A few days ago a friend asked me which mammal I most wanted to see in China. Perhaps predictably, I said “SNOW LEOPARD”. I followed up quickly with “…but PALLAS’S CAT is a close second.” The second part of my reply is now obsolete after a stunning encounter near Qinghai Lake on Friday.
To celebrate my birthday, Marie and I have spent the last week in China’s Qinghai Province, on the edge of the Tibetan Plateau. We have explored the shores of Qinghai Lake, enjoying the colonies of Pallas’s and Brown-headed Gulls, caught sight of the Tibetan Lark, the rare Przewalski’s Rosefinch and enjoyed encounters with Wolf and Tibetan and Red Foxes. Along the way we have explored some spectacular mountains and valleys, some of which are rarely visited by anyone except a few local yak and goat herders.
On my birthday we discovered a track that ran from Qinghai lake towards a stunning gorge. We were able to drive our car for about 1km before parking up and setting out on foot. The scenery soon took our breath away as we walked further upstream, the cliffs either side of us becoming ever more imposing.
Despite having only two hours to explore the gorge, we saw Lammergeier, Saker, Tibetan Partridge, Salim Ali’s Swift, Asian House Martin, White-browed Tit, Kessler’s Thrush, Alpine Leaf Warbler, Black and Blue-fronted Redstarts, Ground Tits and Rufous-necked Snowfinches. As we tore ourselves away, we resolved to be back at first light to explore further.
Heavy rain around dawn the next morning delayed our start and, after the weather improved around 0630, we set off for the journey from our hotel to the beginning of the track. Just before 7am we drank our coffee, packed some water and snacks to fuel our walk and began our expedition into the gorge, pikas scampering down their burrows as we headed across the stone-covered grassland into the valley.
After about 20 minutes we had passed the first crags, almost like practice attempts at cliff-building compared with the finished product we would encounter further into the gorge.
Suddenly, in the overcast early morning light, movement caught my eye. I raised my binoculars and was astonished to see not one but two PALLAS’S CATS scampering around some rocks on the nearby hillside. I said to Marie “Pallas’s Cat!”, as softly as my excitement would allow. I quickly set up the telescope thinking that they would almost certainly run away fast as soon as they saw us. Instead, we were treated to incredible prolonged views as these two youngsters practiced their hunting skills, chasing each other, biting each other’s tails and generally having lots of fun.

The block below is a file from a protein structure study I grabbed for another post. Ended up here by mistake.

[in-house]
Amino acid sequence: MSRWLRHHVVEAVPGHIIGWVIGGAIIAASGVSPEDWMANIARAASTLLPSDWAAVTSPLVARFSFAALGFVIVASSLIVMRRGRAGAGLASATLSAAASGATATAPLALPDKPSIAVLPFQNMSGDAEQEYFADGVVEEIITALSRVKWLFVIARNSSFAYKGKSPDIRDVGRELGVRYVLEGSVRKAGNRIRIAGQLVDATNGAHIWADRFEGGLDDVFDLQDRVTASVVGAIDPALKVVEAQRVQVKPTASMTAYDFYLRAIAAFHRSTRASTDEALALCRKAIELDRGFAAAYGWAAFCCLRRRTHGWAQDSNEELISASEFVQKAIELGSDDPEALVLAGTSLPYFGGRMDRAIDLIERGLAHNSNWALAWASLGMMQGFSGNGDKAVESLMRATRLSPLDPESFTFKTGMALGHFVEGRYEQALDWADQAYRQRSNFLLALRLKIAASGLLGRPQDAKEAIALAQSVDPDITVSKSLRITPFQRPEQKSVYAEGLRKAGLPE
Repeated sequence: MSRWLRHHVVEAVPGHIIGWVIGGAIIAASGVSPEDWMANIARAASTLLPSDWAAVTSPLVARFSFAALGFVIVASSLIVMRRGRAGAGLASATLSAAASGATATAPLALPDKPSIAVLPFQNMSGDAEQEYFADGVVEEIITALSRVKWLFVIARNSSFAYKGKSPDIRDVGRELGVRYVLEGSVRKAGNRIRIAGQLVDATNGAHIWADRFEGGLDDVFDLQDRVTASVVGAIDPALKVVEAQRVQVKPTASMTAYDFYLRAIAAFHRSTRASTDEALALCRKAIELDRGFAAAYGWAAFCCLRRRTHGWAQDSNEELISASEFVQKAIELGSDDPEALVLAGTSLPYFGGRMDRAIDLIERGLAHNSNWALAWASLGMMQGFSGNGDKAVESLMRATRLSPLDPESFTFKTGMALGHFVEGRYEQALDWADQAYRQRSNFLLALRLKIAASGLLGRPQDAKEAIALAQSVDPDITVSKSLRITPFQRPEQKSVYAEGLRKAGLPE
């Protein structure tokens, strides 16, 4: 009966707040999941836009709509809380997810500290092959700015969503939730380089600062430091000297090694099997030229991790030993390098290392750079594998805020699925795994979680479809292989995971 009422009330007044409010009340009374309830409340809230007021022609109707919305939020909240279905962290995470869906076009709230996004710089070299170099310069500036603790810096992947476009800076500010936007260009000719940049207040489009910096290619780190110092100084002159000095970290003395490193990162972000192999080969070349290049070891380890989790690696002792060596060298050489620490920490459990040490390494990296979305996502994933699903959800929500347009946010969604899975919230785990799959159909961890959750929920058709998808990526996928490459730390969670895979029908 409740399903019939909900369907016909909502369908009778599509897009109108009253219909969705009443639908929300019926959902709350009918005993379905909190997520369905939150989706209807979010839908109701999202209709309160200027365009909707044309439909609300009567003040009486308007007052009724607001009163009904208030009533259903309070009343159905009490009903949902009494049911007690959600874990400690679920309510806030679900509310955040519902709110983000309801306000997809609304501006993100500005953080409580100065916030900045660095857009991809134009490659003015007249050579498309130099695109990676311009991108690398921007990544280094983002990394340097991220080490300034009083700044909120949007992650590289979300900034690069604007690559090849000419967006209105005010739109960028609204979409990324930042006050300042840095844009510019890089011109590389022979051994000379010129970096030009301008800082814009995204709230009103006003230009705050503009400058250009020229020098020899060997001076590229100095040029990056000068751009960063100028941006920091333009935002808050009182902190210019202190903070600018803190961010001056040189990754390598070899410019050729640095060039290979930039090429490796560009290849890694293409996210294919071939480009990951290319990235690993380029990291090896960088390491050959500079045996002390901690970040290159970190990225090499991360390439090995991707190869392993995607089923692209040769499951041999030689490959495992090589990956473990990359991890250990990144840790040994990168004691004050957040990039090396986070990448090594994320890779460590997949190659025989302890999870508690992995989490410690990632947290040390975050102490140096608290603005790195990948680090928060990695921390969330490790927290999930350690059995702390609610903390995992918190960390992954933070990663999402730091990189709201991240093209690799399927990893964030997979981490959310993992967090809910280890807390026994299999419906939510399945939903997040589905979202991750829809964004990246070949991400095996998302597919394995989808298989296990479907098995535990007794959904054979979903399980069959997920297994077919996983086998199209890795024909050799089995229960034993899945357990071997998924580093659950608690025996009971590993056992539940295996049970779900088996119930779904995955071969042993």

We had clearly stumbled across their den and we knew it was only a matter of time before mother, presumably out hunting, would return. To our delight, we settled down around 30-40 metres away with the kittens completely relaxed, playing right in front of us. We were enthralled. We couldn’t stop grinning to each other. I took some video with my iPhone and Swarovski ATX95 telescope as the kittens continued to perform. After around 40 minutes, which went in a flash, the kittens suddenly stopped fooling around and both stared intently in the direction of some nearby rocks.. A quick scan in that direction revealed the mother, slowly walking towards the den with a pika in her teeth. We froze with anticipation. Then, suddenly, she dropped the pika, turned around and, almost in slow motion, crawled to a nearby hollow before raising her head and looking directly at us. She had seen us. And we were obviously too close for her liking.. Not wanting to intrude, we began to retreat and before we had even moved 10m from our position, she returned to pick up the pika and headed towards the den, seemingly completely relaxed. Fortunately I was able to record the moment when the kittens scampered up to her, one of which grabbed the pika and took it back to the den, before being followed by its sibling and, finally, its mother. A magical moment.
This 4-minute video is a compilation of the best footage I was able to capture.
We had spoken about the possibility of seeing a Pallas’s Cat on this trip. However, not in our wildest dreams did we consider an encounter such as this.
According to wikipedia, Pallas’s Cats are usually solitary. Both males and females have territories which they scent mark. They often spend the day in caves, rock crevices, or marmot burrows, and emerge in the late afternoon to begin hunting, although when they have young, they often hunt around the clock. They are not fast runners, and hunt primarily by ambush or stalking, using low vegetation and rocky terrain for cover. They feed largely on diurnally active prey species such as gerbils, pikas and voles.
We owe huge thanks to Paul Holt and Wang Qingyu for helping to arrange our Qinghai itinerary and for providing site information for many of the special birds to be encountered in this wonderful part of China.